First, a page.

Higher cardiorespiratory fitness attenuates the risk of atherosclerosis associated with ADRB3 Trp64Arg polymorphism

Motoyuki Iemitsu, Shumpei Fujie, Haruka Murakami, Kiyoshi Sanada, Hiroshi Kawano, Yuko Gando, Ryoko Kawakami, Noriko Tanaka, Motohiko Miyachi*

*Corresponding author for this work

Research output: Contribution to journalArticlepeer-review

4 Citations (Scopus)


Purpose: β3-Adrenergic receptor (ADRB3) Trp64Arg polymorphism is associated with atherogenic risk factors that include weight gain, insulin resistance, and diabetes. Habitual exercise brings higher cardiorespiratory fitness and results in the amelioration of atherosclerotic risk factors. However, the effects of cardiorespiratory fitness level and ADRB3 Trp64Arg polymorphism on the risk of cardiovascular disease remain unclear. A cross-sectional investigation of 877 Japanese men and women (18-75 years old) was performed to clarify the effects of cardiorespiratory fitness on the relationship between ADRB3 Trp64Arg polymorphism and risk of cardiovascular disease. Method: Common carotid intima-media thickness (ccIMT) and blood lipid profiles were assessed as surrogate markers of atherosclerosis. We measured peak oxygen uptake (V ̇ O2peak) during incremental cycle ergometer exercise testing. Subjects were divided into groups with high (High-Fit) and low (Low-Fit) levels of cardiorespiratory fitness based on the median value of V ̇ O2peak for sex and decade. Results: Levels of body fat, triglycerides, and plasma glucose were lower and high-density lipoprotein cholesterol levels and V ̇ O2peak were higher in High-Fit subjects than Low-Fit subjects. ADRB3 Trp64Arg polymorphism did not significantly affect ccIMT or blood lipid profiles. In Low-Fit subjects, ccIMT was higher in individuals with the Arg/Arg genotype compared to the Trp/Trp and Trp/Arg genotypes (each P < 0.0001); however, ADRB3 polymorphism had no effect in High-Fit subjects. Conclusion: Higher levels of cardiorespiratory fitness may attenuate the risk of atherosclerosis associated with ADRB3 Trp64Arg polymorphism.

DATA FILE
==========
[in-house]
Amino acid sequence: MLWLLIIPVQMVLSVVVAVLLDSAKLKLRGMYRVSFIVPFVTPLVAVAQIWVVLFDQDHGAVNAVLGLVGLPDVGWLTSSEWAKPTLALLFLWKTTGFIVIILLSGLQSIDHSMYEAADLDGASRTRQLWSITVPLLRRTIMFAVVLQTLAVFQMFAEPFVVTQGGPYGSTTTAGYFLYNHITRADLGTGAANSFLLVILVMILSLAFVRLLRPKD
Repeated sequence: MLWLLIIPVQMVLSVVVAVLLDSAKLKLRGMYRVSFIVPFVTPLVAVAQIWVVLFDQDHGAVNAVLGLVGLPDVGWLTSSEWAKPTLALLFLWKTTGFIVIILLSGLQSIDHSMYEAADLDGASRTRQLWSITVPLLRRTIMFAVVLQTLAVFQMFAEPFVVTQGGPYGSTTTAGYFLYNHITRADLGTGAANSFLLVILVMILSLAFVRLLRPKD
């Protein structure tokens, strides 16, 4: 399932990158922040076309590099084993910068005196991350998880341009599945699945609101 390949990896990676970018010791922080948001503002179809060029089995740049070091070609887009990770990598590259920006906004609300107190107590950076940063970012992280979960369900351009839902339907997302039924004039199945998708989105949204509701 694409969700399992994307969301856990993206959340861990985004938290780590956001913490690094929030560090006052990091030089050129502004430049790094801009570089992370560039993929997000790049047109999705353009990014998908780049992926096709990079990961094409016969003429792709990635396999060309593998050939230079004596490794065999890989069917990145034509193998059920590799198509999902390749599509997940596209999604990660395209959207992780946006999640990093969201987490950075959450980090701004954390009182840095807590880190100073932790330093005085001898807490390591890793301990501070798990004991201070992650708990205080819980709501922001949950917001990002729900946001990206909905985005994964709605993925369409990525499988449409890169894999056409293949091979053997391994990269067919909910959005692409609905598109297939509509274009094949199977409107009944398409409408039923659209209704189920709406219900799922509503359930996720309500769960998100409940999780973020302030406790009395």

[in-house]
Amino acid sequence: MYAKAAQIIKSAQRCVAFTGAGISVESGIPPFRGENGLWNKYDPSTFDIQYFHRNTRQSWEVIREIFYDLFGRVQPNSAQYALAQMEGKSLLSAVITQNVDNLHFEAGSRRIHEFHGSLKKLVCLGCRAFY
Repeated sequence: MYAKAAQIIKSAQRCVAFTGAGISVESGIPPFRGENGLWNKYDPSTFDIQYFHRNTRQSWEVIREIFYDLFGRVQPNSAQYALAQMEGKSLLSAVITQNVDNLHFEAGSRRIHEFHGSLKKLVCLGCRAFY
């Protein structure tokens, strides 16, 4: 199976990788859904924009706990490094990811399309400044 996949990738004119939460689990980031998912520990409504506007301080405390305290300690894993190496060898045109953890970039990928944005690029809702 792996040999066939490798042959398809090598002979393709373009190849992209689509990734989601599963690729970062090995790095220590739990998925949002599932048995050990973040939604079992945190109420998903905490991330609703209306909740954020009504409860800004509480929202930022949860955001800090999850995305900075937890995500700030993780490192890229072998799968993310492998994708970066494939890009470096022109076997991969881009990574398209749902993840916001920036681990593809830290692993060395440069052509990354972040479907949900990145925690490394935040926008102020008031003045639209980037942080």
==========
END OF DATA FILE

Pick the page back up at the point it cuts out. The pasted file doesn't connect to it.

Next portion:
Original languageEnglish
Pages (from-to)1421-1428
Number of pages8
JournalEuropean Journal of Applied Physiology
Issue number7
Publication statusPublished - 2014 Jul
Externally publishedYes


  • Arterial stiffness
  • Carotid artery
  • Intima-media thickness
  • Peak oxygen uptake

ASJC Scopus subject areas

  • Orthopedics and Sports Medicine
  • Public Health, Environmental and Occupational Health
  • Physiology (medical)


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